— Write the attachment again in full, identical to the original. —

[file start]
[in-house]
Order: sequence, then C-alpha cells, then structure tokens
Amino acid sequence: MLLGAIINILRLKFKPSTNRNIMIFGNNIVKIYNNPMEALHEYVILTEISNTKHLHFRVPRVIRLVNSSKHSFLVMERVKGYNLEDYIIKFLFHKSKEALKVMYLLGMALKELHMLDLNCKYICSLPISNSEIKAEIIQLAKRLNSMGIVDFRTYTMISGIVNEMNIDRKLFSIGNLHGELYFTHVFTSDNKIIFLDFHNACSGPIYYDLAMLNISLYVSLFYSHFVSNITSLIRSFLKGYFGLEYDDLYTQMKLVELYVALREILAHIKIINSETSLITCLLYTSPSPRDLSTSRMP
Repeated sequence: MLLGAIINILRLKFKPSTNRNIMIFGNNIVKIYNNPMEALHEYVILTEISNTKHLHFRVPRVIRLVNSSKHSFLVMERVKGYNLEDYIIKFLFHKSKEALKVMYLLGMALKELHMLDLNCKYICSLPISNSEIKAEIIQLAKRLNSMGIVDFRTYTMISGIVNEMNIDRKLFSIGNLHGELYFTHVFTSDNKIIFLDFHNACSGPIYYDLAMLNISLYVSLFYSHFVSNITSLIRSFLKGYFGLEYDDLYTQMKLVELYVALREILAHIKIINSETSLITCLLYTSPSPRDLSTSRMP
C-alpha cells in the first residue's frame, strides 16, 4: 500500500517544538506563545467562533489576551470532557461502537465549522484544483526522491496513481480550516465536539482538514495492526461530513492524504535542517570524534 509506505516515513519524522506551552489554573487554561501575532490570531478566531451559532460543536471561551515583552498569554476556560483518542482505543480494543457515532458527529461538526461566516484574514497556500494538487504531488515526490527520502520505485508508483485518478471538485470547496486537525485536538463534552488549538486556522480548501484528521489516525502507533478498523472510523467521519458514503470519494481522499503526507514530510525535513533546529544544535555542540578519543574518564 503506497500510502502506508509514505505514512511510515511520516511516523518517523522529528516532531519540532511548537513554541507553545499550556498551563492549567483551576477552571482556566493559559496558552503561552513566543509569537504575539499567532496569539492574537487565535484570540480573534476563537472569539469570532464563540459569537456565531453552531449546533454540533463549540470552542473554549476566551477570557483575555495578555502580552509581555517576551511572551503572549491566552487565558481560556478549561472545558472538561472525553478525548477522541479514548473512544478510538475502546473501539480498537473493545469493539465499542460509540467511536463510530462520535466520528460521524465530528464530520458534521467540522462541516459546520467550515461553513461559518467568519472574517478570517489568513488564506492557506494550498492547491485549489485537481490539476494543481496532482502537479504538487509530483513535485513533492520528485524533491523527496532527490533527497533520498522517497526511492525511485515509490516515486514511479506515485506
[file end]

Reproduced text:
[in-house]
Order: sequence, then C-alpha cells, then structure tokens
Amino acid sequence: MLLGAIINILRLKFKPSTNRNIMIFGNNIVKIYNNPMEALHEYVILTEISNTKHLHFRVPRVIRLVNSSKHSFLVMERVKGYNLEDYIIKFLFHKSKEALKVMYLLGMALKELHMLDLNCKYICSLPISNSEIKAEIIQLAKRLNSMGIVDFRTYTMISGIVNEMNIDRKLFSIGNLHGELYFTHVFTSDNKIIFLDFHNACSGPIYYDLAMLNISLYVSLFYSHFVSNITSLIRSFLKGYFGLEYDDLYTQMKLVELYVALREILAHIKIINSETSLITCLLYTSPSPRDLSTSRMP
Repeated sequence: MLLGAIINILRLKFKPSTNRNIMIFGNNIVKIYNNPMEALHEYVILTEISNTKHLHFRVPRVIRLVNSSKHSFLVMERVKGYNLEDYIIKFLFHKSKEALKVMYLLGMALKELHMLDLNCKYICSLPISNSEIKAEIIQLAKRLNSMGIVDFRTYTMISGIVNEMNIDRKLFSIGNLHGELYFTHVFTSDNKIIFLDFHNACSGPIYYDLAMLNISLYVSLFYSHFVSNITSLIRSFLKGYFGLEYDDLYTQMKLVELYVALREILAHIKIINSETSLITCLLYTSPSPRDLSTSRMP
C-alpha cells in the first residue's frame, strides 16, 4: 500500500517544538506563545467562533489576551470532557461502537465549522484544483526522491496513481480550516465536539482538514495492526461530513492524504535542517570524534 509506505516515513519524522506551552489554573487554561501575532490570531478566531451559532460543536471561551515583552498569554476556560483518542482505543480494543457515532458527529461538526461566516484574514497556500494538487504531488515526490527520502520505485508508483485518478471538485470547496486537525485536538463534552488549538486556522480548501484528521489516525502507533478498523472510523467521519458514503470519494481522499503526507514530510525535513533546529544544535555542540578519543574518564 503506497500510502502506508509514505505514512511510515511520516511516523518517523522529528516532531519540532511548537513554541507553545499550556498551563492549567483551576477552571482556566493559559496558552503561552513566543509569537504575539499567532496569539492574537487565535484570540480573534476563537472569539469570532464563540459569537456565531453552531449546533454540533463549540470552542473554549476566551477570557483575555495578555502580552509581555517576551511572551503572549491566552487565558481560556478549561472545558472538561472525553478525548477522541479514548473512544478510538475502546473501539480498537473493545469493539465499542460509540467511536463510530462520535466520528460521524465530528464530520458534521467540522462541516459546520467550515461553513461559518467568519472574517478570517489568513488564506492557506494550498492547491485549489485537481490539476494543481496532482502537479504538487509530483513535485513533492520528485524533491523527496532527490533527497533520498522517497526511492525511485515509490516515486514511479506515485506